Deleting files for good

  javaBalls 21:45 26 Oct 04

Eraser v5.6 says
"Deleting files doesn't actually destroy all the data--it just makes it harder to find. To make sure those files are good and gone, you need to overwrite them with a tool like this one."

What about re-formatting a PC? Does this completley remove files for ever?

  stalion 21:51 26 Oct 04

no re-formatting does not remove files forever they can still be accessed.You need a tool that will overwrite them many times

  VoG II 21:52 26 Oct 04

As far as you are concerned, yes. As far as a determined snooper is convcerned then, no.

Have a look on your drive manufacturer's website for a zero write program.

Even then...

  javaBalls 22:01 26 Oct 04

just as I thought.

I have read about a program in PC Advisor that writes over the disk about 40 times but I can't remember what it's called. Does anyone know what it's called. And is it free?

  Simsy 22:22 26 Oct 04

hypothetically speaking, (and I realise that this may be impractical with a HDD that may be larger than, say, 40 gig,) filling the HDD up with audio files?

I understand that if there is data on a HDD and that data is "deleted" the data is still there... However, lets suppose we have a 10gig HDD, that has 6gig of files on it. If those files are "deleted" they may still be accessed, (in the correct hands, with the correct software), until the data has actually been overwritten. If you were to copy some audio cd's, (it would probably take about a dozen), onto the HDD, this would have the effect of overwriting the previously "deleted" data, making it unrecoverable.

You could then "delete" the audio files, and reformat the HDD. In theory the audio files would still be recoverable, but the previous data wuld not. I presume this achieves what is required?

(Note that I only suggest Audio CDs as a means of taking up the HDD space quickly and easily. The pertinent point is to fill up the HDD space so that the space taken up by the original "deleted" files is overwritten. Any type of file would do.)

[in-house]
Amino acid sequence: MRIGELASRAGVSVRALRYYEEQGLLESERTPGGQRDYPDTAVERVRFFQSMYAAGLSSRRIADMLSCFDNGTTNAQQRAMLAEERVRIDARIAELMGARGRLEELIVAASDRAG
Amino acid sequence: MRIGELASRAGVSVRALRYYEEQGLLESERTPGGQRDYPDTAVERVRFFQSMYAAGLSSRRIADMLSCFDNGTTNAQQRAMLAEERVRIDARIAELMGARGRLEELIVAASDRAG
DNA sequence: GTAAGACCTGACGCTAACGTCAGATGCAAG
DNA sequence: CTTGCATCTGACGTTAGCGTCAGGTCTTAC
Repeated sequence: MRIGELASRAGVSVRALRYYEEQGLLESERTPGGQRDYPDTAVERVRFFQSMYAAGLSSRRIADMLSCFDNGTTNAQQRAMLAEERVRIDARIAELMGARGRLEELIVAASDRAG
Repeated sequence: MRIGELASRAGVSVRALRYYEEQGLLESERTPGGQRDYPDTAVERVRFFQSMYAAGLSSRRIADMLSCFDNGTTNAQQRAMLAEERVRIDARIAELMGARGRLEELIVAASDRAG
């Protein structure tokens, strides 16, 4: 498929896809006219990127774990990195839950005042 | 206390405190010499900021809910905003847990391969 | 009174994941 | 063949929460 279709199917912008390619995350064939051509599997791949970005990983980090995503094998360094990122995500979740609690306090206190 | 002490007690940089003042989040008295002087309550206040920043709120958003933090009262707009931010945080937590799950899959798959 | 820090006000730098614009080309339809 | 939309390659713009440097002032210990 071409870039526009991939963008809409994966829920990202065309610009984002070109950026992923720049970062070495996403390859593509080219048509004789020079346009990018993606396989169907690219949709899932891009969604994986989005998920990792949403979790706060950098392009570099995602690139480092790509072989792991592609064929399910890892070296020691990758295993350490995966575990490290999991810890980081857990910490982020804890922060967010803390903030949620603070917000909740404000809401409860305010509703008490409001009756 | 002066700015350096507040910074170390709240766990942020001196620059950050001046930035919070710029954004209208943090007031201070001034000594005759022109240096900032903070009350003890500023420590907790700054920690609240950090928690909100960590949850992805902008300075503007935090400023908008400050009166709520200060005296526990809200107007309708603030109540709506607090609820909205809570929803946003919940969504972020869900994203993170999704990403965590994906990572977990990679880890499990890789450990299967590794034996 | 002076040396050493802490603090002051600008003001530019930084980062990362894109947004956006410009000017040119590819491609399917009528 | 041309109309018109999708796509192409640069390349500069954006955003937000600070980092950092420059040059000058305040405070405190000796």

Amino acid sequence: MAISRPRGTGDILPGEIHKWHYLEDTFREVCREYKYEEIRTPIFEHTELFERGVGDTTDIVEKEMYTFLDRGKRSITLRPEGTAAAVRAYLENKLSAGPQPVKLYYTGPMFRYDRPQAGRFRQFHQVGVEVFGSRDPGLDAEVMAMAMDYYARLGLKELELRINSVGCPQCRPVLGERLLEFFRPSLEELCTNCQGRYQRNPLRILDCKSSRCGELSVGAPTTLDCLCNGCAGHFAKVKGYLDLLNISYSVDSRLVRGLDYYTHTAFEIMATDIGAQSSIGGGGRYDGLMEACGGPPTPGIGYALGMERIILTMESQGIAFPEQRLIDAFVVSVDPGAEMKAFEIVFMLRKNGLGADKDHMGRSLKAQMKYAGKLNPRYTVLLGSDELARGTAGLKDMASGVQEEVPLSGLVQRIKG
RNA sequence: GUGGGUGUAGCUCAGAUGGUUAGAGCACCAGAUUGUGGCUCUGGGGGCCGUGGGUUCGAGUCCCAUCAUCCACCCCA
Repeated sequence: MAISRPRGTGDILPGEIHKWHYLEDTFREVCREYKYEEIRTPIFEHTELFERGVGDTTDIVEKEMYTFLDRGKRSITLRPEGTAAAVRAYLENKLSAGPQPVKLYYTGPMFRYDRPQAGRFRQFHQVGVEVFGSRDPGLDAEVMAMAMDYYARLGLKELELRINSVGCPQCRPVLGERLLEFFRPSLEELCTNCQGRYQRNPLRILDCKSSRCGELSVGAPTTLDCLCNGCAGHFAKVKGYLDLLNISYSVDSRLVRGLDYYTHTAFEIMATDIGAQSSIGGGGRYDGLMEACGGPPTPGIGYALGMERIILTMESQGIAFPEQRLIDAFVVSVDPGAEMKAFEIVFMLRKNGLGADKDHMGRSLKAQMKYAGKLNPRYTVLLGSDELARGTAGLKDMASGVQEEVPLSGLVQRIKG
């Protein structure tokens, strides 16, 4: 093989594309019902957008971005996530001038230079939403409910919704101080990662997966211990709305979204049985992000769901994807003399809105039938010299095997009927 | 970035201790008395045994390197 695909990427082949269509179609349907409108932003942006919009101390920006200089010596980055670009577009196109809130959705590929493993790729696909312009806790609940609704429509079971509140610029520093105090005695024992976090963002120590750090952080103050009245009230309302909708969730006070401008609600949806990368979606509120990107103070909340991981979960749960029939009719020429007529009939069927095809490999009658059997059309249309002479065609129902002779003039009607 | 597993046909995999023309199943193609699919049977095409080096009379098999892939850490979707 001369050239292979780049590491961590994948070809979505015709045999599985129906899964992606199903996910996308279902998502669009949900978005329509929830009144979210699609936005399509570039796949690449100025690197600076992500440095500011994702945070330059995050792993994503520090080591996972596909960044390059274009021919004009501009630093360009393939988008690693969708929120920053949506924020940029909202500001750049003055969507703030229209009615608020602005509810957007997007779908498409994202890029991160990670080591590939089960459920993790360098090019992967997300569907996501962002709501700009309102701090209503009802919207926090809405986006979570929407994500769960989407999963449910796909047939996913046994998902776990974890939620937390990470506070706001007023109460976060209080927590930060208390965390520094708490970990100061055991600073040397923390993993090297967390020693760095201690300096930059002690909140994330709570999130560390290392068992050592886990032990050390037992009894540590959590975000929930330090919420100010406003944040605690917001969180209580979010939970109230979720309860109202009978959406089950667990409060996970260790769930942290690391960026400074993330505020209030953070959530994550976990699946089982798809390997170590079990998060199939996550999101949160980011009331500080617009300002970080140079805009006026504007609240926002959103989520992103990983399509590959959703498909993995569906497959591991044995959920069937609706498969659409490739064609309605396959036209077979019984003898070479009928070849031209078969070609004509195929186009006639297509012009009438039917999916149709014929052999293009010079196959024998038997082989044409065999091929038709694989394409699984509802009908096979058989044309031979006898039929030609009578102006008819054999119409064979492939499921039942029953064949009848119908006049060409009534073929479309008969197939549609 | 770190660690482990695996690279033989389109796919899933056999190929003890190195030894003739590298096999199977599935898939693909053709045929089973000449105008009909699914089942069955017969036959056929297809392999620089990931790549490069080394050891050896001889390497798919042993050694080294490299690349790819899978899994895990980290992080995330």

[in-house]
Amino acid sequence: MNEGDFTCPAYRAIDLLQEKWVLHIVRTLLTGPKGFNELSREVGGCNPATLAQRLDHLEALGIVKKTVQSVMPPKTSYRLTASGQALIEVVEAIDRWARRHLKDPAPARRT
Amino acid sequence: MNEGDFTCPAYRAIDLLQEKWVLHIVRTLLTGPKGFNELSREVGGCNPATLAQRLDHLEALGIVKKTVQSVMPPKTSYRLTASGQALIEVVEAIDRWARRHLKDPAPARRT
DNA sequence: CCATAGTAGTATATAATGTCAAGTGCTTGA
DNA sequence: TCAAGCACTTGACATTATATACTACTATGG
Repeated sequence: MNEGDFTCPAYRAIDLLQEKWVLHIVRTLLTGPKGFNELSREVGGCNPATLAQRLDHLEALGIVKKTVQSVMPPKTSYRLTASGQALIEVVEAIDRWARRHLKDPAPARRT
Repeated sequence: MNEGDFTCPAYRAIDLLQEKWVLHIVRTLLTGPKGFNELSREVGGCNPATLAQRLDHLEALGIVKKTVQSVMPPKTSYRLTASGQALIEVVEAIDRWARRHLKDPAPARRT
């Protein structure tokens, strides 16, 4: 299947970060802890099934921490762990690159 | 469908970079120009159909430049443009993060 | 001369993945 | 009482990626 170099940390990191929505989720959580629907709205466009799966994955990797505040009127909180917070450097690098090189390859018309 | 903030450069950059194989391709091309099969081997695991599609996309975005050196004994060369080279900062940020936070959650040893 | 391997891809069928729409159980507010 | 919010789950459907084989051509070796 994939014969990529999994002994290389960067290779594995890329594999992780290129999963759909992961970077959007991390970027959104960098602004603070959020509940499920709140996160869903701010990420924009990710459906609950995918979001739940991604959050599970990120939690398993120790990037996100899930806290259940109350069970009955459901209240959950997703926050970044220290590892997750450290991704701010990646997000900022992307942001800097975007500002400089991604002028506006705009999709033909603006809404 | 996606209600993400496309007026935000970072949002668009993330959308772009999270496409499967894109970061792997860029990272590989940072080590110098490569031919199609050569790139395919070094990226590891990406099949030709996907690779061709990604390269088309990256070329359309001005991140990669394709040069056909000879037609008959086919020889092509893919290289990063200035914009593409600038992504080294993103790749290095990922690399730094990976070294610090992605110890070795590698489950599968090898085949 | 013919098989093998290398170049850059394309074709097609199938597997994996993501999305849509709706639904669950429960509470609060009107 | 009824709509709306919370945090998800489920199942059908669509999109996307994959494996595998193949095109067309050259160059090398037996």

As usual, I'm open to correction. In fct I'd welcome a rebuttal, with explanation, if I've got it wrong!



  javaBalls 22:53 26 Oct 04

Interesting theory but I think that the small company that I'm doing this for would prefer a simpler approach.

  carheex 22:54 26 Oct 04

There's a program on Norton Utilities called "wipe info" that claims to do the trick..

  Furthark 22:57 26 Oct 04

'Spybot' in its tools section has a program that will over write as many times as you want chosen files.

  PSF 22:59 26 Oct 04

Have a look in the advanced settings in SpybotSearch and Destroy. It has a secure file shredder tool which is free.

  sattman 22:59 26 Oct 04

The only sure way to clean a disc is to deguase and the cost for most would be unaccepable

  javaBalls 23:02 26 Oct 04

thanks for the feedback.

I have got sypbot - i'll check the advanced settings

This thread is now locked and can not be replied to.

Surface Pro (2017) vs Surface Pro 4

Where HTML5 is headed next

MacBook Pro v Surface Pro 5